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Council holds interactive dialogue with Special Rapporteur on food
Wednesday, 10 March 2010 17:31

 

de-SchutterOn 5 March, the Special Rapporteur on the right to food, Mr Olivier de Schutter, presented his annual report to the Human Rights Council (the Council). The report focused on the topic of agribusiness and the role of commodity buyers, food processors and retailers in the realisation of the right to food. Mr de Schutter highlighted the increasing demand for primary agricultural goods, access to food for poorer populations and environmental challenges including impoverishment of the land and climate change as the three main challenges currently confronted by States in realising the right to food. He expressed his concern that the current food system is serving to increase social inequalities and contributing to the marginalisation of vulnerable social groups including small farmers. The Special Rapporteur outlined a series of recommendations to assist in addressing these challenges, including strengthening labour rights for agricultural workers, supporting small family-style agriculture, and better regulating the behaviour of all actors in the agricultural production and distribution chain. The Special Rapporteur also made brief mention of his country visits to Benin, Guatemala, Nicaragua and Brazil.

 

Speaking as concerned countries, Benin, Guatemala and Nicaragua were generally receptive to the Special Rapporteur’s mission reports and commended the relevance of his recommendations. In contrast, Brazil made a strong statement, later repeated during the interactive dialogue, criticising the report of the Special Rapporteur for a perceived lack of objectivity and balance. In particular, Brazil argued that the report’s focus had shifted from the issue of food security to other issues, which it said are ‘only slightly related’ to the realisation of the right to food in Brazil. Brazil further contended that the report was written from a perspective promoting protectionist approaches to agricultural trade policy, and that the Special Rapporteur was misusing his mandate and independence to ‘advance the trade interests of [the European] region’.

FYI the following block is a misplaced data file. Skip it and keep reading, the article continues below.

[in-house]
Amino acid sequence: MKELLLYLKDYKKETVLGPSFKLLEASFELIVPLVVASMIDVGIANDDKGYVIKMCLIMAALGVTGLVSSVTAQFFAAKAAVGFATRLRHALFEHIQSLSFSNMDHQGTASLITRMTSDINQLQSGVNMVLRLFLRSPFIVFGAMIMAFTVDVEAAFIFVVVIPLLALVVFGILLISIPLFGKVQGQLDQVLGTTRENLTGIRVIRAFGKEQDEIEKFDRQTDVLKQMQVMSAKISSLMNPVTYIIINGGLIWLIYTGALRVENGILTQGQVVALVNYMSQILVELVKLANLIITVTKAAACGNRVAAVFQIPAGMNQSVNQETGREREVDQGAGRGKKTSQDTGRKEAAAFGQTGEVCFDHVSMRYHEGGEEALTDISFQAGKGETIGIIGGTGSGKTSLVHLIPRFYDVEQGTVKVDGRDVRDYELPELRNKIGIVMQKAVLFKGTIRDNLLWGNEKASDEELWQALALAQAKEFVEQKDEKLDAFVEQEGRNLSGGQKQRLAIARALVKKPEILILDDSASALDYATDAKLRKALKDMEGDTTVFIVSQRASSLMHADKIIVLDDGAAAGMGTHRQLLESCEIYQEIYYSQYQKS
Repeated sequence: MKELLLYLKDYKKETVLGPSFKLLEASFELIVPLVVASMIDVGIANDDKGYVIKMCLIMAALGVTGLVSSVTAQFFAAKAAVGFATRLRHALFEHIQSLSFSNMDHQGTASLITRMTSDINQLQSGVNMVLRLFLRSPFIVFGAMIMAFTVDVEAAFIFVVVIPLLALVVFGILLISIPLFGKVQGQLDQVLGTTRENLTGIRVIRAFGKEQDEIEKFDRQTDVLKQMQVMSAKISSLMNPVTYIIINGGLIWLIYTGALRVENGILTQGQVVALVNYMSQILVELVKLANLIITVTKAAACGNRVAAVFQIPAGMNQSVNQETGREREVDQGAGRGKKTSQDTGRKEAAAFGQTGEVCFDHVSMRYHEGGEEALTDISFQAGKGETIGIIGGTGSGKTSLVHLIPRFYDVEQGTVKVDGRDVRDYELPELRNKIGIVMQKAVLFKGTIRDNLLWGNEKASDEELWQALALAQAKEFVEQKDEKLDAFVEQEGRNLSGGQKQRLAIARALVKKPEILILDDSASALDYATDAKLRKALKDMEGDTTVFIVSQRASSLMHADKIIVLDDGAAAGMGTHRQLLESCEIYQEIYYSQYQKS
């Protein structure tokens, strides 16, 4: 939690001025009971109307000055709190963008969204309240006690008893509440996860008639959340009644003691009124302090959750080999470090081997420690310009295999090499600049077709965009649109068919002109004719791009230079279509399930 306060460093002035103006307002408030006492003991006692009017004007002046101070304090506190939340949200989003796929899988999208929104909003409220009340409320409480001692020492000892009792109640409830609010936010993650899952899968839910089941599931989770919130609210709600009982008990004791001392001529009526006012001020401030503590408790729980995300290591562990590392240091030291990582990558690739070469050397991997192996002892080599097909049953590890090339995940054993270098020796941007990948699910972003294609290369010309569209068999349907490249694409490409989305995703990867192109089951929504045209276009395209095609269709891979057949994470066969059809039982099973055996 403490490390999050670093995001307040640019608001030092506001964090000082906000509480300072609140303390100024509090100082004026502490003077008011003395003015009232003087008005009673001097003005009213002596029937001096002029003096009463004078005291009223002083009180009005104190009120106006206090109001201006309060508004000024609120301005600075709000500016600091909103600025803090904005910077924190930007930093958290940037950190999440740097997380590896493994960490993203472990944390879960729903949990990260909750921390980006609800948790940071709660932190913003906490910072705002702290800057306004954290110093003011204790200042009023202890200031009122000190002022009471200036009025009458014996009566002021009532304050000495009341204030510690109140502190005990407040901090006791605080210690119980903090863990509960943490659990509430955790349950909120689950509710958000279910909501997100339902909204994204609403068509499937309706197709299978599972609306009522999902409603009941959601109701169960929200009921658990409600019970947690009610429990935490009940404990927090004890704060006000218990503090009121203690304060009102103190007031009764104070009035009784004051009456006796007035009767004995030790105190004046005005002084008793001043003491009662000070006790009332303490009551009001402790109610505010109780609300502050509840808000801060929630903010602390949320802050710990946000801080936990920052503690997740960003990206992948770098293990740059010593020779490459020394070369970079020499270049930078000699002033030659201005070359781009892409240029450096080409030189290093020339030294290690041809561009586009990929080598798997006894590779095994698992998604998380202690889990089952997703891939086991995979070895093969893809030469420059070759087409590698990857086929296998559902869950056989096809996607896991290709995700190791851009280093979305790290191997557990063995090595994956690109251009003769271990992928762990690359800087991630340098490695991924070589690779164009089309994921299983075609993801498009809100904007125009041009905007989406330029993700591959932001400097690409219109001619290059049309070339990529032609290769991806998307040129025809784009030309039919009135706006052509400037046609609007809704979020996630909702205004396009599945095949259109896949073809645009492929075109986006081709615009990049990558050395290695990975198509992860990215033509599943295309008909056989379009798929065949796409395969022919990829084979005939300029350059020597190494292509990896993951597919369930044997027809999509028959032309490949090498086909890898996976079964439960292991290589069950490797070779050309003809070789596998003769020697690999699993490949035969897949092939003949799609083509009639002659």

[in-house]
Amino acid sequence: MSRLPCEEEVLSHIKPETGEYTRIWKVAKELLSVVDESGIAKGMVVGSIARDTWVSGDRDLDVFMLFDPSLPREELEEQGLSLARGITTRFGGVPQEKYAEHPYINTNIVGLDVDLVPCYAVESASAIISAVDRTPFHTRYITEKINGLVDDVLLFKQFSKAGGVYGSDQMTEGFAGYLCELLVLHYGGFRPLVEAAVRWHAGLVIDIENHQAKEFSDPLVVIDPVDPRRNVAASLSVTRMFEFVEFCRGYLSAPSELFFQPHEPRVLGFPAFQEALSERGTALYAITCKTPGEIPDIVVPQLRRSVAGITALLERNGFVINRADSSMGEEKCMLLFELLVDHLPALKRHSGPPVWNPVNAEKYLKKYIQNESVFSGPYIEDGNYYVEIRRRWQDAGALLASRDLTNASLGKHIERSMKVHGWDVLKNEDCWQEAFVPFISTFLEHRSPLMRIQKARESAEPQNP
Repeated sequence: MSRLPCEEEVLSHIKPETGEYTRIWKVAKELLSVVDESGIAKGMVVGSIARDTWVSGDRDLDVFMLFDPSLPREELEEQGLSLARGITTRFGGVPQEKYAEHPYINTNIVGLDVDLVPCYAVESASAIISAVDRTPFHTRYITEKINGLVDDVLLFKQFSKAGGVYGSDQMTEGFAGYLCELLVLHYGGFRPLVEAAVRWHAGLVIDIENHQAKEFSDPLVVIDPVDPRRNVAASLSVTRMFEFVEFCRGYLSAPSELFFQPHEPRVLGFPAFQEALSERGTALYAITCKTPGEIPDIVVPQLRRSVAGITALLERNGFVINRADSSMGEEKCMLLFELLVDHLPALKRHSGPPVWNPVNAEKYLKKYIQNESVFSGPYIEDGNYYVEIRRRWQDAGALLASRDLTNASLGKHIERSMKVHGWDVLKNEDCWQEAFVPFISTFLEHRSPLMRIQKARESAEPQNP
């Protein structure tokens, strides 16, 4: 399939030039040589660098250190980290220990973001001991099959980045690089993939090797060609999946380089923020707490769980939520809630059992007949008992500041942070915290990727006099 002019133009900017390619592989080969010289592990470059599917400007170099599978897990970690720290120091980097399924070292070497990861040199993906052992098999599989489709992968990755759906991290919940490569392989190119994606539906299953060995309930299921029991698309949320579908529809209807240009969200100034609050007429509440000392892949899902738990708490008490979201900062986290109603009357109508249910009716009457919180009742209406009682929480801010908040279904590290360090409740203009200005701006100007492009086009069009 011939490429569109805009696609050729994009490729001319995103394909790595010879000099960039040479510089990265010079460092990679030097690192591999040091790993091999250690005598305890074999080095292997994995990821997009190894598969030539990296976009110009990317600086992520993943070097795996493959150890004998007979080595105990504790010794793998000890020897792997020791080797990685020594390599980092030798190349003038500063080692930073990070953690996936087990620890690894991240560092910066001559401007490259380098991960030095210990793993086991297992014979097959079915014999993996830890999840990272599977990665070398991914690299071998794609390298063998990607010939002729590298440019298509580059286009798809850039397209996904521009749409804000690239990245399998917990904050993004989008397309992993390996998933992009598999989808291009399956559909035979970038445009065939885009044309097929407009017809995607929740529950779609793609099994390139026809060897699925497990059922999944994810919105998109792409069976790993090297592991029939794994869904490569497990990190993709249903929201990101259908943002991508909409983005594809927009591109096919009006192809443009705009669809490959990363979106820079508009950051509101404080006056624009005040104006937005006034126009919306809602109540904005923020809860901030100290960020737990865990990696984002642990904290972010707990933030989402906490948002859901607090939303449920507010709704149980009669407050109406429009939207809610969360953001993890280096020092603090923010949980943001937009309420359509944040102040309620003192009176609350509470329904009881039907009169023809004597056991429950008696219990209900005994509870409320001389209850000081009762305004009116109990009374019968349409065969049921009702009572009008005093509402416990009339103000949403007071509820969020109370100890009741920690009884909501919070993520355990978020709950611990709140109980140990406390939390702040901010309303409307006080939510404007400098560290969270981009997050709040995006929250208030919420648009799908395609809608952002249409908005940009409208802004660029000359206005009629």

Several other States also made reference to the role of the international trade system in promoting the right to food. Argentina (on behalf of MERCOSUR) and Egypt (on behalf of the Non-Aligned Movement) underlined the need to minimise the negative impact of protectionist policies and trade distortions on the right to food, while Cuba and Syria recommended increasing dialogue with international organisations, including the World Trade Organisation (WTO), in promoting a human rights perspective to food policy.

 

Responding in particular to Brazil, the Special Rapporteur stressed the importance for all States, including developing countries, to regain the possibility to produce for themselves, and highlighted his previous work denouncing agricultural subsidies by States. He further cautioned Brazil against using the issue of trade and its attacks on the independence of the mandate of the Special Rapporteur as ‘diversions’ from addressing important domestic issues with regard to the realisation of the right to food in Brazil.

 

Many States expressed agreement with the Special Rapporteur on the issue of the imbalance of power in the agribusiness sector (Republic of Korea, Algeria) and emphasised the need to reinforce the bargaining power of small holders (Republic of Korea, Indonesia, Syria). States expressed particular concern on the issue of the increase in large-scale land acquisitions and leases following the 2008 global food price crisis (EU, Egypt (on behalf of the non-aligned movement, NAM), Pakistan (on behalf of the Organisation of the Islamic Conference), Senegal). This topic was the focus of an addendum to the report of the Special Rapporteur in which he developed a set of minimum principles to address the human rights challenges on this issue. The Special Rapporteur stated that he would continue to develop this issue in future reports. He pointed out that while he is in dialogue with the World Bank, the International Fund for Agricultural Development and the Food and Agriculture Organisation on this issue, his minimum principles should not be regarded as a substitute for more operational and detailed guidelines to be produced by these bodies.

 

While some States, including the Republic of Korea, Egypt (on behalf of NAM) and Bangladesh, supported the Special Rapporteur’s focus on the responsibilities and obligations of non-State actors including agribusiness corporations in realising the right to food, others, including the US, the EU and Norway, stressed that the primary human rights responsibility with regard to the right to food rests with States. The US also disagreed with the Special Rapporteur’s position that higher levels of government control over prices and labour markets would benefit food security. It pointed to an increased importance placed on sustainable supply chains for the private sector as evidence of this position.

 

Cuba and Egypt (on behalf of NAM) stressed the need to consider the environmental dimensions related to the realisation of the right to food. In his replies, the Special Rapporteur agreed to undertake such analysis in his future work.

Last Updated on Tuesday, 24 August 2010 17:16
 
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